Until then, staff were scattered across offices, converted houses or former shops in Carden Place, King Street, Bon-Accord Crescent, Broad Street and other locations.

There was a staff restaurant on the top floor, an underground car park, and “three high-speed lifts that could travel 500ft-a-minute”.

The city council architect department was one of the first to move in, the well-lit office was a welcome contrast to the ‘rabbit warren’ of small rooms it had occupied at number 11 Broad Street.

1967: No harnesses or hard hats here as men get to work building St Nicholas House. Image: DC Thomson

And while St Nicholas House was not popular, the memories it held for council staff – many of whom would have worked their entire careers there – cannot be overlooked.

But, far from being the future of Aberdeen, compromises during the build created problems further down the line.

The high-speed lifts were often out of order, and although structurally sound, St Nicholas House was long afflicted by heating problems and a crumbling exterior.

St Nicholas House became city’s most-loathed building

A mere 30 years after it was finished, even the council couldn’t hide its desire to see the back of its HQ.

1967: Nearing completion and dominating the skyline. Image: DC Thomson

Its defects meant it cost them £150,000 a year to maintain.

And by the year 2000, Councillor Len Ironside definitively told the Evening Express the council was to get rid of St Nicholas House and that it had “never been very pretty”.

A poll revealed it was Aberdeen’s most-loathed building.

Its demolition was proposed as part of a radical transformation of Aberdeen’s built heritage, where it was suggested Marischal College could become a luxury hotel, and the Salvation Army Citadel could be sold off.

1972: St Nicholas House on Broad Street four years after completion. Image: DC Thomson

But even then there were question marks over what could become of the site, which although lucrative had its limitations – namely parking and conservation.

Then-chairman of Aberdeen Civic Society Norman Marr said it would have to be a sympathetic redevelopment.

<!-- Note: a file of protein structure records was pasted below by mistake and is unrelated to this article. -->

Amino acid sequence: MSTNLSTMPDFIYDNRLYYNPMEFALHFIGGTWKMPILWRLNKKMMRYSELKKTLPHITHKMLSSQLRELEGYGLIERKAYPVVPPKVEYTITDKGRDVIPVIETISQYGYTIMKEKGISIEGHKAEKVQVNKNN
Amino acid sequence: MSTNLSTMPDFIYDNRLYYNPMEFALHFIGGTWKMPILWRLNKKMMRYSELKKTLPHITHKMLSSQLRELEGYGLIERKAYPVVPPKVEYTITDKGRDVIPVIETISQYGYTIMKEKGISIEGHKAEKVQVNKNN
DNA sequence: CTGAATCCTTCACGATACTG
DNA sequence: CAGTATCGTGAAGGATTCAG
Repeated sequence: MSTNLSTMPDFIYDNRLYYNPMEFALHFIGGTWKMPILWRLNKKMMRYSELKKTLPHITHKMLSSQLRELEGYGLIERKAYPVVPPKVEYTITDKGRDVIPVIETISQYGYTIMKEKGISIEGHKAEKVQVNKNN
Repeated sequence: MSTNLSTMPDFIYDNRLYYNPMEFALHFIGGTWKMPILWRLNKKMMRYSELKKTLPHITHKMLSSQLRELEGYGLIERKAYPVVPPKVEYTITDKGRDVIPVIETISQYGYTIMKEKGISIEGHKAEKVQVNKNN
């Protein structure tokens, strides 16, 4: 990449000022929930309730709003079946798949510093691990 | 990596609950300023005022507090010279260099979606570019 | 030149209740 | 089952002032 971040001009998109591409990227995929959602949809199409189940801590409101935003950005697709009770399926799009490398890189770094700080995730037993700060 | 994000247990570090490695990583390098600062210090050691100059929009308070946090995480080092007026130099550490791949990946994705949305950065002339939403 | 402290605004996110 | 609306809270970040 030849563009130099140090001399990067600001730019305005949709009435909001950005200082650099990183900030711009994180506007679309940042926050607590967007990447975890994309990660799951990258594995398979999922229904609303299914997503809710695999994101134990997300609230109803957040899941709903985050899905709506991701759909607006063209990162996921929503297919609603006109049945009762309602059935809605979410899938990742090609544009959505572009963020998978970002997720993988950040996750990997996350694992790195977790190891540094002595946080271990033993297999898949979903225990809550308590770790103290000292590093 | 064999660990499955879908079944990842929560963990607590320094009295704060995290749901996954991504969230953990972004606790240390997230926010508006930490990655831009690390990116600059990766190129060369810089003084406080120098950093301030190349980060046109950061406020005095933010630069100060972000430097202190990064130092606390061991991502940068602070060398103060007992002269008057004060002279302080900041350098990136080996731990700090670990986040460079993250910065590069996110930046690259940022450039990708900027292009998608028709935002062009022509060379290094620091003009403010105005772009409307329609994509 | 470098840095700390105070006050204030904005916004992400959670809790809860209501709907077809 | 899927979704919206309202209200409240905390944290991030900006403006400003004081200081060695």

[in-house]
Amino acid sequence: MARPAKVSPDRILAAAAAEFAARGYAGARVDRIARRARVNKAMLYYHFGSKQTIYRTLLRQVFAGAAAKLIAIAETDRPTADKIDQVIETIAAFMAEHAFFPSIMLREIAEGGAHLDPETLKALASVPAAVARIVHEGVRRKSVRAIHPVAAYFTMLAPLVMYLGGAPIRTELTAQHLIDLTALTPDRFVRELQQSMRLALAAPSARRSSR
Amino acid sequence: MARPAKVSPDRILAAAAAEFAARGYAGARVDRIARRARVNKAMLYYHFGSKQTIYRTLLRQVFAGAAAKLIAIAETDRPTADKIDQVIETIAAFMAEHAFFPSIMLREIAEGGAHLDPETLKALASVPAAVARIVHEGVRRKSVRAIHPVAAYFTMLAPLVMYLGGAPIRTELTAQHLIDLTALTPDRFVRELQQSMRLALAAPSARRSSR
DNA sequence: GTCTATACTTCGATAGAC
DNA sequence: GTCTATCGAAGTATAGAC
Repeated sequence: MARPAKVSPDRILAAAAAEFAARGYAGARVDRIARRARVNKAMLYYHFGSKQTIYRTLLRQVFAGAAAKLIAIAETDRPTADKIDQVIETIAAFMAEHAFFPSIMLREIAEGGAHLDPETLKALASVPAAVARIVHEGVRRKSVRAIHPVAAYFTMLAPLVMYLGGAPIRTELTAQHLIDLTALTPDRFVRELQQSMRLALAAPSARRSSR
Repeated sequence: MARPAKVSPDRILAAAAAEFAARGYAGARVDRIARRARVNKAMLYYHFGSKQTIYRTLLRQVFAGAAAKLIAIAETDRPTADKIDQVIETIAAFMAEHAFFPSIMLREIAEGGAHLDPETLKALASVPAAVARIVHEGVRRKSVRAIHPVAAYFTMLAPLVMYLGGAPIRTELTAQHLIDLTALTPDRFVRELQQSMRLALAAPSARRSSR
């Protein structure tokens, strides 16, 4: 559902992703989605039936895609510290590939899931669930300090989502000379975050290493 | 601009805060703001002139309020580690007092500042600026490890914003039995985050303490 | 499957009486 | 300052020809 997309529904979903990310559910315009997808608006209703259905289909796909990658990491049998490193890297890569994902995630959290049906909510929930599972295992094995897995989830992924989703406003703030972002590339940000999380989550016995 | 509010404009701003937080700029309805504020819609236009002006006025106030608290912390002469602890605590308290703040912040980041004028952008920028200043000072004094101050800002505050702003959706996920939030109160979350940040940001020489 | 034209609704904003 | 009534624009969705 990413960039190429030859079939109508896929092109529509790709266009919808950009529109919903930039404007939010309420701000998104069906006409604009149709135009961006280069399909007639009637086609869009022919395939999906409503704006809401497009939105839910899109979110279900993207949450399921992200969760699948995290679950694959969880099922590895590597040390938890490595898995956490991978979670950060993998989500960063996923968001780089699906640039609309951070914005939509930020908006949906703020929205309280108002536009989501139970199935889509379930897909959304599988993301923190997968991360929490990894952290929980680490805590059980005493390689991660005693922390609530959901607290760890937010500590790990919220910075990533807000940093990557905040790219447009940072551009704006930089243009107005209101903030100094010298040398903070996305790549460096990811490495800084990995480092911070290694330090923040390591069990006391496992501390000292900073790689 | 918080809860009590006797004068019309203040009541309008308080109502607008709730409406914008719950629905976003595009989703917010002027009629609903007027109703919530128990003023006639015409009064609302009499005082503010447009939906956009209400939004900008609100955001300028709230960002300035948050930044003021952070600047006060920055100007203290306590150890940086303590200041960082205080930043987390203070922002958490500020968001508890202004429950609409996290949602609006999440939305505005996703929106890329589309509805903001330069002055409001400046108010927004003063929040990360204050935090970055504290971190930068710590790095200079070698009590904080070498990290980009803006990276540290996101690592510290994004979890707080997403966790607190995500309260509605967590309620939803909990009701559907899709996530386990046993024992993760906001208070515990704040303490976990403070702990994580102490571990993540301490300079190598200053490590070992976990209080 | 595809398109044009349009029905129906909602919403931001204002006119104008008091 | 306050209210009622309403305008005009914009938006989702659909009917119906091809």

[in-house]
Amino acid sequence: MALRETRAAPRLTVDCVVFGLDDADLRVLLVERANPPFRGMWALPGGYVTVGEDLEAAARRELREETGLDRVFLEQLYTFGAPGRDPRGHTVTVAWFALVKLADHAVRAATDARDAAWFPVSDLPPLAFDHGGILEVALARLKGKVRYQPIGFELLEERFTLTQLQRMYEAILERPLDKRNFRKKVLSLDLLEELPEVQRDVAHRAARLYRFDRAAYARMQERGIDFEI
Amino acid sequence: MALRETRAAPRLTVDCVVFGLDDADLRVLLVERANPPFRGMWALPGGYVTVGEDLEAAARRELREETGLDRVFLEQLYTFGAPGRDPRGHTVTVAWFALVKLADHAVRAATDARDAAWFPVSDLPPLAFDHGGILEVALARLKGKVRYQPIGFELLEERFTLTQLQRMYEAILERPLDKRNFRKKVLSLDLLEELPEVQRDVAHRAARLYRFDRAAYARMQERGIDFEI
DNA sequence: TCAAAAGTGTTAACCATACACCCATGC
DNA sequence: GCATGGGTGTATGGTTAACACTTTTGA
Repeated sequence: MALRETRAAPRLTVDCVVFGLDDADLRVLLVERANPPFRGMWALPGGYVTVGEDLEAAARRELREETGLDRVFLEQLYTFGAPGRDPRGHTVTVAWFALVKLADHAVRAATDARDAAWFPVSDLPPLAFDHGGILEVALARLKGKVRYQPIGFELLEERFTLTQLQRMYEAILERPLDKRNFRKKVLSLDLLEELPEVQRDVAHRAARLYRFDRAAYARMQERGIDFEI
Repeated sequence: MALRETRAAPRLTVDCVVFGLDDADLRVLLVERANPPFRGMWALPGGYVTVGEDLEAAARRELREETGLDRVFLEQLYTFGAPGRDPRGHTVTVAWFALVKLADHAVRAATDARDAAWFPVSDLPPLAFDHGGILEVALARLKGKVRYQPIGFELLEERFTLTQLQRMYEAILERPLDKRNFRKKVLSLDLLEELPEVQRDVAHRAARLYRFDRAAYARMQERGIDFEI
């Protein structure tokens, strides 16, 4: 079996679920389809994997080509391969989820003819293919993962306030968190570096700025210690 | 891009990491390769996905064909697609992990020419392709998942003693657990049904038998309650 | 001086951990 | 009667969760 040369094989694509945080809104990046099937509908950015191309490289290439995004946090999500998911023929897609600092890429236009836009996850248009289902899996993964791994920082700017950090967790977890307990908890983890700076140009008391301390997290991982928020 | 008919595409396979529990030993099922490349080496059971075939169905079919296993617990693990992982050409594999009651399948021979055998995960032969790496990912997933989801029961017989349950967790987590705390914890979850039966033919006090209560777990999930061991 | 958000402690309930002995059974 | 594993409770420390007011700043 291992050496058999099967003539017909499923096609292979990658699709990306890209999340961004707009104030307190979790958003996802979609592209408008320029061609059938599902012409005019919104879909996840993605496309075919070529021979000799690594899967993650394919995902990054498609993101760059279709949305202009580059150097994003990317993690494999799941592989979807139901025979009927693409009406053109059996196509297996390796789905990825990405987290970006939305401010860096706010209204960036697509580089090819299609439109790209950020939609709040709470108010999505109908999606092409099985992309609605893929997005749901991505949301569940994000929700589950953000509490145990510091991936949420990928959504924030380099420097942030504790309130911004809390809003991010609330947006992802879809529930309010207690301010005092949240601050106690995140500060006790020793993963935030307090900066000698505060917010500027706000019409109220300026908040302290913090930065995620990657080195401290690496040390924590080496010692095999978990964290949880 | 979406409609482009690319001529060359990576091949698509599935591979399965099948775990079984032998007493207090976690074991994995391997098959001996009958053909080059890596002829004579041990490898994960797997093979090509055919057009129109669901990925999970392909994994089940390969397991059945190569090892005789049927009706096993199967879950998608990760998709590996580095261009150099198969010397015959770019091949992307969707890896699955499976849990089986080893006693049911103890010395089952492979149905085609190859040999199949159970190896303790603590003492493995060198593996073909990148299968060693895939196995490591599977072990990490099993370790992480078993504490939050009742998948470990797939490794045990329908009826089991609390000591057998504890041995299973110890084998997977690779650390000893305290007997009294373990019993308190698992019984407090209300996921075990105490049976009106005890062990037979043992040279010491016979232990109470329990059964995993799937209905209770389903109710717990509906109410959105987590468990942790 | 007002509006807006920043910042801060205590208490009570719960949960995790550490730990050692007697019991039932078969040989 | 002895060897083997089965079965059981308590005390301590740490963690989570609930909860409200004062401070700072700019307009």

And he added: “It would be wrong to leave the land as open space, as historically the site was a maze of courts and housing.”

Forensic flattening of St Nicholas House skeleton in 2014

But St Nicholas House clung on until 2014 before the wrecking ball moved in.

St Nicholas House standing next to Marischal College in 2003. Image: Kami Thomson/DC Thomson

Council staff were to move into the refurbished Marischal College as part of a plan announced in 2003.

It was a piecemeal demolition. Safedem had to forensically strip the tower block back to its frame, carefully removing asbestos and other fittings.

Slowly, floor by floor, the skeleton of ’60s town planning shrunk and returned to dust.

In photos: Going, going, gone – the demolition of St Nicholas House

St Nicholas House was stripped from the inside out by Safedem. Image: Submitted
Each part of the building had to be carefully taken apart internally before the external demolition could begin. Image: Submitted
Internal walls came down after asbestos was removed. Image: Submitted
A room with a view, Michael Wadell working on the stripping out of the former council HQ. Image: Submitted
The lower sections of St Nicholas House were removed by 2014. Image: Kami Thomson/DC Thomson
St Nicholas House shrouded in scaffolding as Safedem moved to the final stages of demolition. Image: Darrell Benns/DC Thomson
By May 2014 the tower was much diminished and Provost Skene’s House began to re-emerge. Image: DC Thomson
One of two 96-tonne ‘nibblers’ used by Safedem to tear down St Nicholas House. Image: Safedem
Some internal doors exposed during the strip down. Image: Kath Flannery/DC Thomson
The nibbler cutting through concrete blocks with ease in June 2014. Image: Roddy Millar
Dust to dust, the progress in the demolition of St Nicholas House, from the Gallowgate. Image: Kami Thomson/DC Thomson
A wider view of the site from the roof of the Town House at the end of June 2014. Image: Colin Rennie/DC Thomson
The last floors coming down before the end of June. Image: Kath Flannery/DC Thomson
Provost Skene’s House becoming visible through a hole in the middle of the building. Image: Kami Thomson/DC Thomson
Provost Skene’s House and Marischal College appear behind the dust. Image: Kath Flannery/DC Thomson
Broad Street liberated from the shadow of St Nicholas House. Image: Kath Flannery/DC Thomson
A tangle of concrete and metal was all that remained of St Nicholas House on June 27 2014. Image: Kath Flannery/DC Thomson
The final section of St Nicholas House coming down on July 2 2014. Image: Chris Sumner/DC Thomson
With demolition complete, the former site of St Nicholas House looked as it did in 1965, with Provost Skene’s House and Marischal College in the background. Image: Kenny Elrick/DC Thomson